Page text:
Myolysis was first performed in the 1980's using lasers or RF energy to coagulate tissue, denature proteins and necrose myometrium with laparoscopic visualization. Laparoscopic myolysis can be an alternative to myomectomy, as the fibroids are coagulated and then undergo coagulative necrosis resulting in a dramatic decrease in size. As with all laparoscopic techniques, myolysis treatment is limited by the fact that it can only allow for visualization of subserosal fibroids.
Needle myolysis uses a laparoscope or open technique to introduce one or more needles into a fibroid tumor under direct visual control. Bipolar or unipolar radio frequency (“RF”) current, cryo energy, or microwave energy is then delivered between two adjacent needles, or unipolar current between a single needle and a distant dispersive electrode affixed to the thigh or back. The aim of needle myolysis is to coagulate a significant volume of the tumor and thereby cause it to shrink substantially. The traditional technique is to make multiple passes through different areas of the tumor using the coagulating needle to destroy many cylindrical cores of abnormal tissue. However, the desirability of multiple passes is mitigated by the risk of adhesion formation, which is thought to increase with increasing amounts of injured uterine serosa, and by the operative time and skill required. Myolysis can be an alternative to myomectomy, as the fibroids are coagulated and then undergo coagulative necrosis resulting in a dramatic decrease in size. Myolysis is generally limited by the fact that it is used with direct visualization and can therefore only see (and therefore treat) subserosal fibroids.
To overcome the limitations of current techniques, it would be desirable to provide a minimally invasive approach to selectively eradicate fibroid tumors within the uterus. A solution in the treatment of fibroid tumors that combines imaging and ablation in one simple hand held system is needed. It would be further desirable if the system and method could locate and treat all types of fibroids in the uterus in a safe and effective manner with minimum risk and discomfort for the patient. It would be still further desirable if the systems could employ multiple interchangeable components both to permit selective sterilization or re-use of the components and to permit the system to be configured individually for patients having different anatomies and needs. It would be still further desirable if such systems could provide for improved imaging (e.g., enhanced field of view) and variability in the curved needle for ablation treatment. At least some of the objections will be met by the inventions described below.
The present invention provides a rigid delivery system having an inclined ultrasound array for improved imaging and curved needle for ablation treatment. The system allows for needle deployment into solid tissue under direct, usually real-time, visualization and/or ultrasound visualization. Typically, the needle will be deployed from within a natural or created body cavity or body lumen. Exemplary body cavities include the uterus, the esophagus, the stomach, the bladder, the colon, and the like. Exemplary body lumens include the ureter, the urethra, fallopian tubes, and the like. Created body cavities include insufflated regions in the abdomen, the thoracic cavity, regions around joints (for arthroscopic procedures), and the like. The present invention will generally not find use with procedures in blood vessels or other regions of the vasculature. Thus, while the following description will be directed particularly at procedures within the uterus for detecting and treating uterine fibroids, the scope of the present invention is not intended to be so limited.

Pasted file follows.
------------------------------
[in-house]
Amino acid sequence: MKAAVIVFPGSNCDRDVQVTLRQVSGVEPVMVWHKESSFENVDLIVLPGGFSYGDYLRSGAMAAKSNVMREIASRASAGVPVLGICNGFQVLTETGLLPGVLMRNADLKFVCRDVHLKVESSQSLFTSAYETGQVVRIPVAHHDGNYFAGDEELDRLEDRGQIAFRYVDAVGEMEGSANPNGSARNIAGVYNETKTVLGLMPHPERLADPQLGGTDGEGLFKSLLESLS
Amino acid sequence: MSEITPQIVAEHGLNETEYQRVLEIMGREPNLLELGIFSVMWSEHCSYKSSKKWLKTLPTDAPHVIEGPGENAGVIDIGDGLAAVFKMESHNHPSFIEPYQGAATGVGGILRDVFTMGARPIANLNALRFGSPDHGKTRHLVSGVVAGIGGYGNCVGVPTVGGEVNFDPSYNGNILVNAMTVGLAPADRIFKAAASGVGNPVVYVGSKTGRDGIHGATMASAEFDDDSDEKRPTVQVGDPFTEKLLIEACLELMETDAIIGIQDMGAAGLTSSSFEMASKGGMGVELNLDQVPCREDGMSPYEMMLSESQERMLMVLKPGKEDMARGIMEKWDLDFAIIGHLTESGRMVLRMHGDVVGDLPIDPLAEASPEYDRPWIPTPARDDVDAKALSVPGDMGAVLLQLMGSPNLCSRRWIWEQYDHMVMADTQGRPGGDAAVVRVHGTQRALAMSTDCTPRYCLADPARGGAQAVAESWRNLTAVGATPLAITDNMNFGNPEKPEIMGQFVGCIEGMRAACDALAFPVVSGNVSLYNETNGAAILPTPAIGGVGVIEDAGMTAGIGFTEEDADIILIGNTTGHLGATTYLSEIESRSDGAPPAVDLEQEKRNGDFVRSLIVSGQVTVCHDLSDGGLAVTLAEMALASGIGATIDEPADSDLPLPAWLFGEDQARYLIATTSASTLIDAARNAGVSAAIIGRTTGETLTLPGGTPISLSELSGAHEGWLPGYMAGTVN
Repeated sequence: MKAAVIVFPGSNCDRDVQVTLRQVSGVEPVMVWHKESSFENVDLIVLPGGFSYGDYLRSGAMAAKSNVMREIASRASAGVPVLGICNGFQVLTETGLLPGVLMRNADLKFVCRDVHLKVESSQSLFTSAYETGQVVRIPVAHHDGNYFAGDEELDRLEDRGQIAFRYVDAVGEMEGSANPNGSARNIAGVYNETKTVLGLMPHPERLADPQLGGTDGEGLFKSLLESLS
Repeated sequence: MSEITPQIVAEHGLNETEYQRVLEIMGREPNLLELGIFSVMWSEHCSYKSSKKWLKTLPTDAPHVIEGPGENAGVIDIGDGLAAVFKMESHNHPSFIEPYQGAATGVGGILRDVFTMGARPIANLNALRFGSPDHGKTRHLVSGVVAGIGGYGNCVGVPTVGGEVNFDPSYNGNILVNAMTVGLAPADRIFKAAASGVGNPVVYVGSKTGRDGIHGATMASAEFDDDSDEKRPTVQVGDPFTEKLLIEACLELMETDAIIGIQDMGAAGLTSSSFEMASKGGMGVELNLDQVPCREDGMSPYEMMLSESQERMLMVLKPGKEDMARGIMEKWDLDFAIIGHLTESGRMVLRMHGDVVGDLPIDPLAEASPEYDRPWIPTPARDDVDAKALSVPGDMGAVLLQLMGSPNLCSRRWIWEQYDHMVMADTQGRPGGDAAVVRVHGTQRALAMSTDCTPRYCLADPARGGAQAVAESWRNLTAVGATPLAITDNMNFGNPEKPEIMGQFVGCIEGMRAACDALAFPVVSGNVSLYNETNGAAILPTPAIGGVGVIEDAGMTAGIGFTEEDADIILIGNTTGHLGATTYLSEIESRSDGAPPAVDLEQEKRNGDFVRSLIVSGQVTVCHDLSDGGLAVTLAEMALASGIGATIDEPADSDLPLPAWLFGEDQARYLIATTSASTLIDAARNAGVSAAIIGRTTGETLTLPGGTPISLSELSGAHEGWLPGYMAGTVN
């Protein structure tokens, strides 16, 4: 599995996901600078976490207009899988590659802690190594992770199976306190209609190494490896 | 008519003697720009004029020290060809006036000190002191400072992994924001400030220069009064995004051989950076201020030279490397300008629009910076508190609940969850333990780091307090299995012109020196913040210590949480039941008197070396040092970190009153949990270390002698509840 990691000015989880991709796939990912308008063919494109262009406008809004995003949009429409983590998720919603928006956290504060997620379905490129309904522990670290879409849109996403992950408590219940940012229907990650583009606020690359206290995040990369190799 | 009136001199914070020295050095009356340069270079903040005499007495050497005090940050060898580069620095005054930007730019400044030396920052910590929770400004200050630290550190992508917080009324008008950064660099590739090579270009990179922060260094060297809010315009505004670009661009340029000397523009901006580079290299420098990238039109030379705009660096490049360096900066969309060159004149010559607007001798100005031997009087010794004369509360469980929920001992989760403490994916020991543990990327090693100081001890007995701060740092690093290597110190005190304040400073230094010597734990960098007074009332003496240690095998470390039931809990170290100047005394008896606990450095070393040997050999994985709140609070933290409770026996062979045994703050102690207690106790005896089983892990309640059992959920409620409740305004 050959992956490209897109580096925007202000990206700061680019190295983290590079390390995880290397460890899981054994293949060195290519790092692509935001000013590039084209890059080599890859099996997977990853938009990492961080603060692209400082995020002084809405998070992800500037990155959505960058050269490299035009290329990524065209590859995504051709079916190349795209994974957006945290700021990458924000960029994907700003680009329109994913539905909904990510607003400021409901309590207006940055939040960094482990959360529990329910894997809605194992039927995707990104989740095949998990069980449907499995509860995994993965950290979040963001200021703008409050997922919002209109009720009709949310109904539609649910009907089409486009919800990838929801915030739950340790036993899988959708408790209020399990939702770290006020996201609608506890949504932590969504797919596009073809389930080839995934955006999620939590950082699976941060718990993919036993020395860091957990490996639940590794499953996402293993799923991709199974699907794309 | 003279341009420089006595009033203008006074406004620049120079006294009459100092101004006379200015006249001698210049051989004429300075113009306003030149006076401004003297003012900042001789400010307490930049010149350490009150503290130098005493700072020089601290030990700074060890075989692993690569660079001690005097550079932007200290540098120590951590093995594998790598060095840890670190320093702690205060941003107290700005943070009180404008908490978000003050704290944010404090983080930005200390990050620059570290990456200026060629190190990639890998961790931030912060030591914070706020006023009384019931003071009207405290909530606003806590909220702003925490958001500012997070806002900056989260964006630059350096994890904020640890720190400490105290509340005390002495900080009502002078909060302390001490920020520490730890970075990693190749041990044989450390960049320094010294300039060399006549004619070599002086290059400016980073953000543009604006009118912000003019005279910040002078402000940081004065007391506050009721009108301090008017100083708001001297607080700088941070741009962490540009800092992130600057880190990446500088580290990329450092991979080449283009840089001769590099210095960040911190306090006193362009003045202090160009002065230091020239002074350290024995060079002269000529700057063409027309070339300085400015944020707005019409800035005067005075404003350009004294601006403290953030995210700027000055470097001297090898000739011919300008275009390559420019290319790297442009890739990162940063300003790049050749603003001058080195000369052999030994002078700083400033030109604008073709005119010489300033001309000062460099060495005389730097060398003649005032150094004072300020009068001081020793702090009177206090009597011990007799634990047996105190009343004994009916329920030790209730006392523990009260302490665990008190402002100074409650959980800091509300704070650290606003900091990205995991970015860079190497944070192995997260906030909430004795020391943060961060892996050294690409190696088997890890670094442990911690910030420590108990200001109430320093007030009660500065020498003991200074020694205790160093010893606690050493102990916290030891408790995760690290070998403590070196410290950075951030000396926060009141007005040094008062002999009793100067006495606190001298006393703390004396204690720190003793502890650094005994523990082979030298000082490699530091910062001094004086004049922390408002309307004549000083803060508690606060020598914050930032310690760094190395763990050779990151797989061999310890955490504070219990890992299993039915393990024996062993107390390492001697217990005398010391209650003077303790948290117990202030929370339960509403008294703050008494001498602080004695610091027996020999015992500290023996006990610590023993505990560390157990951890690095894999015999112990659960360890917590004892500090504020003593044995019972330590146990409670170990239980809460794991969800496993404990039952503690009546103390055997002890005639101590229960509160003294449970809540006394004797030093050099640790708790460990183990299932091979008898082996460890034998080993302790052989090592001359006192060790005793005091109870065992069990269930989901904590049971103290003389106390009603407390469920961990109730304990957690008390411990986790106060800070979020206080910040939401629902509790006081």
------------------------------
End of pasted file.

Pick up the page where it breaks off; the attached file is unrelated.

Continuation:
In a first aspect of the present invention, a rigid delivery system comprises a rigid delivery shaft, an imaging core, and an interventional core. The rigid delivery shaft will have a proximal end, a distal end, and an axial passage. The axial passage will typically extend the entire length of the shaft from the proximal to distal end and be open at least at the proximal end. The shaft will usually be rigid along all or a portion of its length, but in other instances may be flexible, deflectable, or steerable. The imaging core preferably comprises an ultrasound imaging insert or probe disposed within the axial passage, usually being removably disposed so that it may be removed and replaced to permit sterilization and re-use. The imaging insert will have an ultrasound array within a distal portion thereof, wherein the ultrasound array is tilted relative to a shaft axis so as to provide an enhanced field of view, as discussed in more detail below. The ultrasound array may be tilted at an angle in a range from about 7 degrees to about 15 degrees, preferably in a range from about 7 degrees to about 10 degrees. It will be appreciated that the interventional core may be adapted for any conventional form of medical imaging, such as optical coherence tomographic imaging, direct optic visualization, and as such is not limited by ultrasonic imaging.
The ultrasound imaging insert further comprises a flat viewing window disposed over the ultrasound array at the distal portion. The distal end of the rigid shaft further comprises a mechanical alignment feature, as for example a flat viewing surface, for axial or rotational orientation of the ultrasound imaging insert within the shaft. The flat viewing surface will be visually transparent to permit imaging from within the axial passage by the imaging insert. It will be appreciated however that the transparent visualization window which aids in physical alignment does not have to be visually transparent for ultrasound. For example, at least a portion of the flat viewing surface may be composed of an ultrasonically translucent material to permit ultrasonic imaging though the surface of the shaft. Further, the re-usable ultrasound imaging insert may be acoustically coupled to the outer delivery shaft to ensure that the ultrasound energy effectively passes from one component to the other. Ultrasonic acoustic coupling may be accomplished in several ways by one or a combination of means, including a compliant material (e.g., pad, sheet, etc.), fluid (e.g., water, oil, etc.), gel, or close mechanical contact between the rigid shaft and ultrasound imaging insert.